…Patients in the ward turn toward the old man as he stops wandering the walls and cries out her name. They watch mesmerized as he runs his right hand up and down his gown pulling frantically at a non-existent pocket—searching for his house key.

The Speak Easy

Posted in THE SPEAK EASY on November 19, 2009 by Scot

Rusty Truck:  Do you have a particular place or routine where you write best?

Christopher Robin:  Whenever I travel, which is often, I take a stack of letters and poetry notes with me, get a motel room or a campground and get more writing and reading done than at home. Vegas is great for poetry. There’s something about writing and gambling that I really love.

Todd Moore:  Anywhere in the world is fine as long as the lines are coming.

William Taylor Jr. I tend to get most of my ideas and notes that eventually become poems from just walking around the city and hanging out.  The bars, the streets, whatever.  I generally hammer it all together at my desk at home.
Continue reading

if poems can’t protect you, you better learn to throw a punch by Steve Calamars

Posted in Steve Calamars with tags on November 17, 2009 by Scot

gorilla sunshine
pounds my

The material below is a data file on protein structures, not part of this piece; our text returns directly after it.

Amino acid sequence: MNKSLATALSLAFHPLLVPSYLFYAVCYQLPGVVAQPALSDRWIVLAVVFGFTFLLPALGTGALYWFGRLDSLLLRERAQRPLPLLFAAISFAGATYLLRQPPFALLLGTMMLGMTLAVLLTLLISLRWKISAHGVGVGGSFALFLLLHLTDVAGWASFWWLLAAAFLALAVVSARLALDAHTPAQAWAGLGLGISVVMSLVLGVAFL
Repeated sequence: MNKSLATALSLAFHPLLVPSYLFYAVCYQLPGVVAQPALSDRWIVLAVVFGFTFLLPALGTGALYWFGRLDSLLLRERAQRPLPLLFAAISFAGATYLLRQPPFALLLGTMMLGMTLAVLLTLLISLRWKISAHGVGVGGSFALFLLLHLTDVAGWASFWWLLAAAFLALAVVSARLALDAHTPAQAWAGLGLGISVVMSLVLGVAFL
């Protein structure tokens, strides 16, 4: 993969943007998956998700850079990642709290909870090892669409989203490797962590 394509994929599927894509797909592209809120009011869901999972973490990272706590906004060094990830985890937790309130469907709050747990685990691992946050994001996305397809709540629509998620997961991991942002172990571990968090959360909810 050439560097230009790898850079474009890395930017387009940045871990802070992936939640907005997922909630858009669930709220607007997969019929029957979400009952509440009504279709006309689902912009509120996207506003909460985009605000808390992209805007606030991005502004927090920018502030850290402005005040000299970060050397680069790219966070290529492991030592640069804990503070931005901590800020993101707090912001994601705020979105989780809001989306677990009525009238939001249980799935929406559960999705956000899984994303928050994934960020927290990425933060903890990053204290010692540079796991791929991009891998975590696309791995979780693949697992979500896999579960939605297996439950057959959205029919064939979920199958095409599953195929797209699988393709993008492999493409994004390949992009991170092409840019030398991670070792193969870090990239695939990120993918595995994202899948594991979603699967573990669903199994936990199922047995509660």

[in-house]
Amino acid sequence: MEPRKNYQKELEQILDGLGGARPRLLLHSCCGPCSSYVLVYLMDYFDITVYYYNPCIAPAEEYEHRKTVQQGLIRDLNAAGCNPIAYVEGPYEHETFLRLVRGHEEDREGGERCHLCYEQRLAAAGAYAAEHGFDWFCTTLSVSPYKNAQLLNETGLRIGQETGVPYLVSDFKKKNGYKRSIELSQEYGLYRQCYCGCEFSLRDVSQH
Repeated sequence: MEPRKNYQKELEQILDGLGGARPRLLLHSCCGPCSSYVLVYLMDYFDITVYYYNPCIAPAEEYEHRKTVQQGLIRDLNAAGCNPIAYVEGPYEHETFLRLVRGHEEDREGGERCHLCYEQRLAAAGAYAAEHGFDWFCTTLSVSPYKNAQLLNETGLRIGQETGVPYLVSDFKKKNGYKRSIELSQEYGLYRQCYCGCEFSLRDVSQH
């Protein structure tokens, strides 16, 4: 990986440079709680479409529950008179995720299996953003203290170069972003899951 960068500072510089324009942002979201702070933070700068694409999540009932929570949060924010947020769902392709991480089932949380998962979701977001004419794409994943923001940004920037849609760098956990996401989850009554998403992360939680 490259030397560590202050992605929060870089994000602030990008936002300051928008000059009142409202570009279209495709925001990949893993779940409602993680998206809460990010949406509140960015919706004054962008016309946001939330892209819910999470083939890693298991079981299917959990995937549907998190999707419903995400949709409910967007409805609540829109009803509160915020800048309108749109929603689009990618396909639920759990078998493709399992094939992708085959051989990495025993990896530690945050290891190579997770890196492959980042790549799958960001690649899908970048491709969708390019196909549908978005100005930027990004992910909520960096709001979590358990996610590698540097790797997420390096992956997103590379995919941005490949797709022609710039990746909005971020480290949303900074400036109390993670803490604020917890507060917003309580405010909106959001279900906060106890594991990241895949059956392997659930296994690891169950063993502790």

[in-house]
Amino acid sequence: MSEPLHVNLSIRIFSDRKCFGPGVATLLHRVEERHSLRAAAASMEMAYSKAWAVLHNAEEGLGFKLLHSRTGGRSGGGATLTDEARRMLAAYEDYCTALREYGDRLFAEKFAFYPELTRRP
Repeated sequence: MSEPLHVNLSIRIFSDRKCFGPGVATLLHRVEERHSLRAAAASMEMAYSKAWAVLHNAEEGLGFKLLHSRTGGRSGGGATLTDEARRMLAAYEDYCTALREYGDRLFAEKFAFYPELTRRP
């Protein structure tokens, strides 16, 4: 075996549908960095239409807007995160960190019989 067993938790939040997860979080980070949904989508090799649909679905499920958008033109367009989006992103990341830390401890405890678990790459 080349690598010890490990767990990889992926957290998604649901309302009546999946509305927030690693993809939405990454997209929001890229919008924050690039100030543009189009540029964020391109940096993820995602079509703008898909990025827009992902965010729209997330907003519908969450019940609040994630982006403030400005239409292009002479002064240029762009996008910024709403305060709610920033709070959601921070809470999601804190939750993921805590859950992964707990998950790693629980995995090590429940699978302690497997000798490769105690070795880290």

i drag a 300-pound
sled across the asphalt
out back behind
the gym

my calves feel
like cinder-blocks
my thighs tree-trunks

because words mean
little in the face of
fists and muscle

pencil-necks and
chicken-legs maybe
more often than not
produce poems

but fundamentally
the world doesn’t
give a shit about syllables
scrawled across a
sheet of paper

it only respects
a strong back and
monstrous forearms

sometimes not even that

so i pull this sled
across the asphalt

my heart pumping
ether thru my lungs

and pick up my pen
with the strain of
a dead-lift

and try to break your
jaw with the weight of
my words

the way i would with
my fists if you were
here right now—

Jason Hardung

Posted in Jason Hardung on November 15, 2009 by Scot


A guy younger than me
in a red stocking hat
comes out of the cold and
sits on the couch in the coffee shop.
His legs are tightly crossed,
so are his arms
his chin to his chest-
a cold bird high
in a tree with no leaves.
His mouth hangs open
from his pale face
thin rimmed glasses holding back eyes
that fixate on the wooden floor
slowly drifting in and out of consciousness.
A plastic grocery bag
full of his belongings sits next to him.
People go on around him
like he has always been there.

I always wanted to be an artist
so I could paint life like this.
My hand never steady enough
to trace man’s inner conflict.
I always wanted to be able to sing
so people would listen.
I wanted to be God
but I’m scared of water.